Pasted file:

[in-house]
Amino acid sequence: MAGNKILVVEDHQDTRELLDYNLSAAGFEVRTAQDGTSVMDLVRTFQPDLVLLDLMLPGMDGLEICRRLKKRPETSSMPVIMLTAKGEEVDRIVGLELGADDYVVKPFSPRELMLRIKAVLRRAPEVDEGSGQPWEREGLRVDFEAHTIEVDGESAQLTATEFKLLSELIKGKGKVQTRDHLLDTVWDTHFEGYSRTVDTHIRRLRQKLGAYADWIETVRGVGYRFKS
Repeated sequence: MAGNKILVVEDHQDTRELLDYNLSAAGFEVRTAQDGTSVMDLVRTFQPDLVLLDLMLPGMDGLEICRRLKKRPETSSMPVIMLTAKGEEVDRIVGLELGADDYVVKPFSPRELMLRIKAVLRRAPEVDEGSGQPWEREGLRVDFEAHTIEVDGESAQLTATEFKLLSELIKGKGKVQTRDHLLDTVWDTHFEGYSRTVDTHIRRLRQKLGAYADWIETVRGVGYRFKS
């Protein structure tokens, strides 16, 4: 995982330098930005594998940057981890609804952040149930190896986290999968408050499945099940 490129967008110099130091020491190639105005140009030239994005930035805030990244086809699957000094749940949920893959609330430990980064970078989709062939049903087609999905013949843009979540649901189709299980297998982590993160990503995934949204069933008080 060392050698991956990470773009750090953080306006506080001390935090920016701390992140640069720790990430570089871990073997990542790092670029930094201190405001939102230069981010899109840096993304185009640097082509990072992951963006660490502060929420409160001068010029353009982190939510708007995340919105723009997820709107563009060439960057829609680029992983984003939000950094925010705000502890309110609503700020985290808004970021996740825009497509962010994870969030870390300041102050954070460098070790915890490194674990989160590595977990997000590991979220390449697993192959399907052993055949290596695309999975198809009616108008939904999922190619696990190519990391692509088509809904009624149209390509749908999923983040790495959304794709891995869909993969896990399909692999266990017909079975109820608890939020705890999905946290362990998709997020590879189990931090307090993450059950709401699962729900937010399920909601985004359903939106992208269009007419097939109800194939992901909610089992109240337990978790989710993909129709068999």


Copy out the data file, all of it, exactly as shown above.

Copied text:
[in-house]
Amino acid sequence: MAGNKILVVEDHQDTRELLDYNLSAAGFEVRTAQDGTSVMDLVRTFQPDLVLLDLMLPGMDGLEICRRLKKRPETSSMPVIMLTAKGEEVDRIVGLELGADDYVVKPFSPRELMLRIKAVLRRAPEVDEGSGQPWEREGLRVDFEAHTIEVDGESAQLTATEFKLLSELIKGKGKVQTRDHLLDTVWDTHFEGYSRTVDTHIRRLRQKLGAYADWIETVRGVGYRFKS
Repeated sequence: MAGNKILVVEDHQDTRELLDYNLSAAGFEVRTAQDGTSVMDLVRTFQPDLVLLDLMLPGMDGLEICRRLKKRPETSSMPVIMLTAKGEEVDRIVGLELGADDYVVKPFSPRELMLRIKAVLRRAPEVDEGSGQPWEREGLRVDFEAHTIEVDGESAQLTATEFKLLSELIKGKGKVQTRDHLLDTVWDTHFEGYSRTVDTHIRRLRQKLGAYADWIETVRGVGYRFKS
């Protein structure tokens, strides 16, 4: 995982330098930005594998940057981890609804952040149930190896986290999968408050499945099940 490129967008110099130091020491190639105005140009030239994005930035805030990244086809699957000094749940949920893959609330430990980064970078989709062939049903087609999905013949843009979540649901189709299980297998982590993160990503995934949204069933008080 060392050698991956990470773009750090953080306006506080001390935090920016701390992140640069720790990430570089871990073997990542790092670029930094201190405001939102230069981010899109840096993304185009640097082509990072992951963006660490502060929420409160001068010029353009982190939510708007995340919105723009997820709107563009060439960057829609680029992983984003939000950094925010705000502890309110609503700020985290808004970021996740825009497509962010994870969030870390300041102050954070460098070790915890490194674990989160590595977990997000590991979220390449697993192959399907052993055949290596695309999975198809009616108008939904999922190619696990190519990391692509088509809904009624149209390509749908999923983040790495959304794709891995869909993969896990399909692999266990017909079975109820608890939020705890999905946290362990998709997020590879189990931090307090993450059950709401699962729900937010399920909601985004359903939106992208269009007419097939109800194939992901909610089992109240337990978790989710993909129709068999």